LuganoPirate
    Participant

    I don’t profess to know much about BA’s fleet operations, but with them taking new deliveries at a rate I believe of about one a month, it will just be necessary to keep a couple of the newer ones flying a bit longer. So I doubt they’ll take them out of desert storage which nonetheless requires some time and expense to bring back into service.


    SergeantMajor
    Participant

    I don’t think Virgin is really going to be a player for international longhaul, unless a new airport makes slots more widely available.

    At present it’s a slot portfolio with an airline attached.

    There are plenty of other airlines providing indirect service to Kenya, so BA doesn’t have the monopoly it once did; that’s a good thing.

    But I’d still rather be flying BA, especially at a time of heightened international security concerns. Given recent tragic events, it’s all the more important crew are capable of dealing with unforeseen circumstances, as outlined in this thread:

    http://www.businesstraveller.com/discussion/topic/Dramatic-Footage-of-Aftermath-of-BA-Hijack-in-2000?page=1#49795

    http://www.businesstraveller.com/discussion/topic/Dramatic-Footage-of-Aftermath-of-BA-Hijack-in-2000?page=1#49795


    SergeantMajor
    Participant

    I don’t think Virgin is really going to be a player for international longhaul, unless a new airport makes slots more widely available.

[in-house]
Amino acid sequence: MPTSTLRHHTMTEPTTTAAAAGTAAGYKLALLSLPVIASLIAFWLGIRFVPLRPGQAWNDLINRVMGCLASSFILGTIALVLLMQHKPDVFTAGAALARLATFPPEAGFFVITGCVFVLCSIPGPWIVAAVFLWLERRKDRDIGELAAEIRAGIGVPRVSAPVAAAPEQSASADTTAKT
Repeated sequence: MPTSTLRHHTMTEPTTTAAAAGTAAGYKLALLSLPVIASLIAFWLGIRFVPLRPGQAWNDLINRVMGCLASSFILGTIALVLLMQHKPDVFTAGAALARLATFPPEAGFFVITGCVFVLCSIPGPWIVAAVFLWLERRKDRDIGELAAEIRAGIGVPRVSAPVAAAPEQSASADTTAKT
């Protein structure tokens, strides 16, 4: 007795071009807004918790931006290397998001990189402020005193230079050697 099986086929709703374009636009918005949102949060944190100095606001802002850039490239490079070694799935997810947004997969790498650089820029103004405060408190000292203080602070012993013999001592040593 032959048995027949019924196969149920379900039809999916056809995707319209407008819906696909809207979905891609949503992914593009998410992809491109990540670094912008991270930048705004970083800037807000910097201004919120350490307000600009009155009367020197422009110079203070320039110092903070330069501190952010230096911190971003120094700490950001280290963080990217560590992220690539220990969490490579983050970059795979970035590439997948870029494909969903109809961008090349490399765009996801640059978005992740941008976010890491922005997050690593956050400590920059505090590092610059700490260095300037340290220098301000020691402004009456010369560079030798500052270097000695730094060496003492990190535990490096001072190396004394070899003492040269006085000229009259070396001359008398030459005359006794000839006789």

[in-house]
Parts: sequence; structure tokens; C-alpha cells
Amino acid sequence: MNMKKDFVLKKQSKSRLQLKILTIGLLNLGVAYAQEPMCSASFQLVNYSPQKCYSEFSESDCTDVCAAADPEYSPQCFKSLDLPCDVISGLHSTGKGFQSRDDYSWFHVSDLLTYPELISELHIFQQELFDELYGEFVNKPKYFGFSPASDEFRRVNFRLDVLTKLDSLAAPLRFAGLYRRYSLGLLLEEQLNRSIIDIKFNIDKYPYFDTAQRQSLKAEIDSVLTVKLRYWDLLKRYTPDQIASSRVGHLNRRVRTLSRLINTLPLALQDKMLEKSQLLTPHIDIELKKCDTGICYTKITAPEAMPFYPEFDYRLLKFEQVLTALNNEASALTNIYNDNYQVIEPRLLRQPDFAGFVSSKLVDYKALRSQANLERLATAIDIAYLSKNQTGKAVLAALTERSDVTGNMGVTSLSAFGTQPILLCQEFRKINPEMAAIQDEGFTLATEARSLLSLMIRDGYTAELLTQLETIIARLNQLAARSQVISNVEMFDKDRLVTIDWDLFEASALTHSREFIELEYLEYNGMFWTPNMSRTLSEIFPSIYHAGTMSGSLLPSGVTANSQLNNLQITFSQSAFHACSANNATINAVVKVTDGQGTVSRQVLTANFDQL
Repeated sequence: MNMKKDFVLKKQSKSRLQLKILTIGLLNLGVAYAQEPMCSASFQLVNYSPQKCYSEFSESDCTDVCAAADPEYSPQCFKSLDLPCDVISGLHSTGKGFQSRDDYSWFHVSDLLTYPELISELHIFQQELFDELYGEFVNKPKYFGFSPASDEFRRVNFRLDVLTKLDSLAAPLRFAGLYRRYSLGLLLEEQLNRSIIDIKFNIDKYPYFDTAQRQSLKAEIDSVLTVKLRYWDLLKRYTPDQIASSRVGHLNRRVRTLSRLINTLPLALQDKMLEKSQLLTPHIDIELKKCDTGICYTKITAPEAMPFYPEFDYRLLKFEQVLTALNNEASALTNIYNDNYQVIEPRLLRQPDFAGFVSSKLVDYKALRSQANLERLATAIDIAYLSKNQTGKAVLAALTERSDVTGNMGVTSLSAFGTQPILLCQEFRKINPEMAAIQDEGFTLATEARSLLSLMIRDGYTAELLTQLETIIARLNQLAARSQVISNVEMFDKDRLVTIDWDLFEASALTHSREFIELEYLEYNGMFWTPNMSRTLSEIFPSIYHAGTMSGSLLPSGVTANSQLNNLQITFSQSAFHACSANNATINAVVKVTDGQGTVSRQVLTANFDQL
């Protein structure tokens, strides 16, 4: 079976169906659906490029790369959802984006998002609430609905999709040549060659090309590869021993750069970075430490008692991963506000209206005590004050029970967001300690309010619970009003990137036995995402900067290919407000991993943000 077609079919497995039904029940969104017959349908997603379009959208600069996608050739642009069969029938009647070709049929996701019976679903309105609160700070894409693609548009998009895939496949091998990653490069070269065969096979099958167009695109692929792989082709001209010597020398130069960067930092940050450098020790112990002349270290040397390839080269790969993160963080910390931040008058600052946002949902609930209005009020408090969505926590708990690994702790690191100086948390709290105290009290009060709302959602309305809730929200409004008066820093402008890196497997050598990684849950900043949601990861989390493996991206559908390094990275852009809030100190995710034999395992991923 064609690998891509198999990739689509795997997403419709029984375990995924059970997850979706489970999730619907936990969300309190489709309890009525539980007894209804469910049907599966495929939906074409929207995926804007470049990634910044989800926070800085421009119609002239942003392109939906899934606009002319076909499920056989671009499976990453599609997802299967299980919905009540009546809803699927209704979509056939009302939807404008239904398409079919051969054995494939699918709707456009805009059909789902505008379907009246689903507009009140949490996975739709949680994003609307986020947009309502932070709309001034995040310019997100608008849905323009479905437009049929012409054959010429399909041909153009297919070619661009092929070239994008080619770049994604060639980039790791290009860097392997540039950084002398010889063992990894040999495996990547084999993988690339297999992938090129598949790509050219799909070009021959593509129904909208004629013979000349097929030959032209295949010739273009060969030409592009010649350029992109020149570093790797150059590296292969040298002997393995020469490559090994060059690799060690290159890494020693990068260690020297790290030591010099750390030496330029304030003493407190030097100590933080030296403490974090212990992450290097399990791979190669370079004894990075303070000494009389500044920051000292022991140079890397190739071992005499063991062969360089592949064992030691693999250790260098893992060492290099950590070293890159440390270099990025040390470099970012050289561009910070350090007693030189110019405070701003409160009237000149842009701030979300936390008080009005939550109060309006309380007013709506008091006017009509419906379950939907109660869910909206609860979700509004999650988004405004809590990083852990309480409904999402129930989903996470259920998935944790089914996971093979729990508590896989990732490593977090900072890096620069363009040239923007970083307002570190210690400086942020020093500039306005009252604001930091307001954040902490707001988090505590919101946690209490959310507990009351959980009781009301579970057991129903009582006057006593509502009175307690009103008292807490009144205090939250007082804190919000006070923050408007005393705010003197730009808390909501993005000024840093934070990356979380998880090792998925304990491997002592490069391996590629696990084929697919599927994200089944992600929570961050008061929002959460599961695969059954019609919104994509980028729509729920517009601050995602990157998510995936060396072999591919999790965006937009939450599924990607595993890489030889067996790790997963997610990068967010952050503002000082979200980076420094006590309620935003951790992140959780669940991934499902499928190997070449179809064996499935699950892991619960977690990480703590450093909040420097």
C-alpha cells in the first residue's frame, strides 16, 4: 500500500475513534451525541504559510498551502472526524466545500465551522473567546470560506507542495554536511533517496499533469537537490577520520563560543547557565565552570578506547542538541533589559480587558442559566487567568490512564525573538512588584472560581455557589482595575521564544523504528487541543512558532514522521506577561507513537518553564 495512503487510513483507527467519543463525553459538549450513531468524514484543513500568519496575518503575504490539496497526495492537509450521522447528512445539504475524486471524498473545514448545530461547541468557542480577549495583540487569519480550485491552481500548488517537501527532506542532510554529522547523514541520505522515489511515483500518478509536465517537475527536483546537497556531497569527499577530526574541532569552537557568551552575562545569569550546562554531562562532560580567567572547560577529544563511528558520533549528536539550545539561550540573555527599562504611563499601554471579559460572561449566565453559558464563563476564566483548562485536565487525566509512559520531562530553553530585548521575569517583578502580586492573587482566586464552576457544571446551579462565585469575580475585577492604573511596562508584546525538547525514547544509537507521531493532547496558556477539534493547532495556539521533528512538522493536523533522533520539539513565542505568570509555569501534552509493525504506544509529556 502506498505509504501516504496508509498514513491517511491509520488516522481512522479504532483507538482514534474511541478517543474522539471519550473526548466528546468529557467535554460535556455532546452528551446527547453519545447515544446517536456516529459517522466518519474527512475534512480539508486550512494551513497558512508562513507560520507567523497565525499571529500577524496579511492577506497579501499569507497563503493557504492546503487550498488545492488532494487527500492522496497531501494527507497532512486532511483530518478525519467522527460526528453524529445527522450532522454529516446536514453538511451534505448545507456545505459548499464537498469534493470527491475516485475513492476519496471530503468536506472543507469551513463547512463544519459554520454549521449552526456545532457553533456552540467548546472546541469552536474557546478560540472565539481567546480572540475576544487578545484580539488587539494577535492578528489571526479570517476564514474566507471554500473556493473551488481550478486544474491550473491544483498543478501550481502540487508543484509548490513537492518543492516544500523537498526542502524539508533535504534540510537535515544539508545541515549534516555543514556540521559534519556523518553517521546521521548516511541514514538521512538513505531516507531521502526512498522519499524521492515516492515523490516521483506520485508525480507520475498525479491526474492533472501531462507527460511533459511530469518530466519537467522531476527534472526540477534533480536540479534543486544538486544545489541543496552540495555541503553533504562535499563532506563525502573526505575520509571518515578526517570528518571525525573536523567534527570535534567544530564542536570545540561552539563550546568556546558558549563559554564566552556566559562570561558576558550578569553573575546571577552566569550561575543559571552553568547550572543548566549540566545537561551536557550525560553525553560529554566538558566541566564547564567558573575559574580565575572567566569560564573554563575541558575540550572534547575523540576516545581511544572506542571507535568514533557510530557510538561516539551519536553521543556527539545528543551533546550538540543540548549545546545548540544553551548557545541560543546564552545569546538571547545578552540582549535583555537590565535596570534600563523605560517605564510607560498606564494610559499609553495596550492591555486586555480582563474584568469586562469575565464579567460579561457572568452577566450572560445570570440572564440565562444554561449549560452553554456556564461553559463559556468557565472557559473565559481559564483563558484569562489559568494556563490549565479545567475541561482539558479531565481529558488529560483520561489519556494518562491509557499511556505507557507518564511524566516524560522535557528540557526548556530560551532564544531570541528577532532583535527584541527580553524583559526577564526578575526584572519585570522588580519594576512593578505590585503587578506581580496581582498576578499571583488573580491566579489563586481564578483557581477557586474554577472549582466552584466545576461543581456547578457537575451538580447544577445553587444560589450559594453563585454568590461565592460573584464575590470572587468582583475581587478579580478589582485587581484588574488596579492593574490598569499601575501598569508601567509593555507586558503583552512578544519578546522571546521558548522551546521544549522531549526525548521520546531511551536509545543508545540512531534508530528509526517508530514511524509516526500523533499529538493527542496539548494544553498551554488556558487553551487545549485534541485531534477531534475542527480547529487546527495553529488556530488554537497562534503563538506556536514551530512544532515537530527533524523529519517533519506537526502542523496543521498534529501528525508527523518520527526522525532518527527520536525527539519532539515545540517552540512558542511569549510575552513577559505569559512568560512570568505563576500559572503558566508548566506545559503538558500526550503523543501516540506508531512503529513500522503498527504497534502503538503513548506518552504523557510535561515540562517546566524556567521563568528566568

At present it’s a slot portfolio with an airline attached.

    There are plenty of other airlines providing indirect service to Kenya, so BA doesn’t have the monopoly it once did; that’s a good thing.

    But I’d still rather be flying BA, especially at a time of heightened international security concerns. Given recent tragic events, it’s all the more important crew are capable of dealing with unforeseen circumstances, as outlined in this thread:

    http://www.businesstraveller.com/discussion/topic/Dramatic-Footage-of-Aftermath-of-BA-Hijack-in-2000?page=1#49795

    http://www.businesstraveller.com/discussion/topic/Dramatic-Footage-of-Aftermath-of-BA-Hijack-in-2000?page=1#49795


    SimonS1
    Participant

    I agree SM, personally I would be surprised if Virgin still exists in 5 years time as it does now. They don’t have critical mass and there will presumably come a time when the shareholders tire of the losses. Bringing new planes is great but they have to be paid for.

    As far as Nairobi is concerned, I don’t sense BA has standards of security or crew any better/worse than the other international airlines flying there. Something that happened 14 years ago wouldn’t be front of mind if I was flying to Kenya next week.


    Swissdiver
    Participant

    While the route was operated by a B747 this summer, the B777-200 is back, at least next month, to my big disappointment… It is somewhat strange as last week, the flight was packed in all classes…


    Flyerboy1
    Participant

    From what I believe the route will be operated by a mixture of 747/777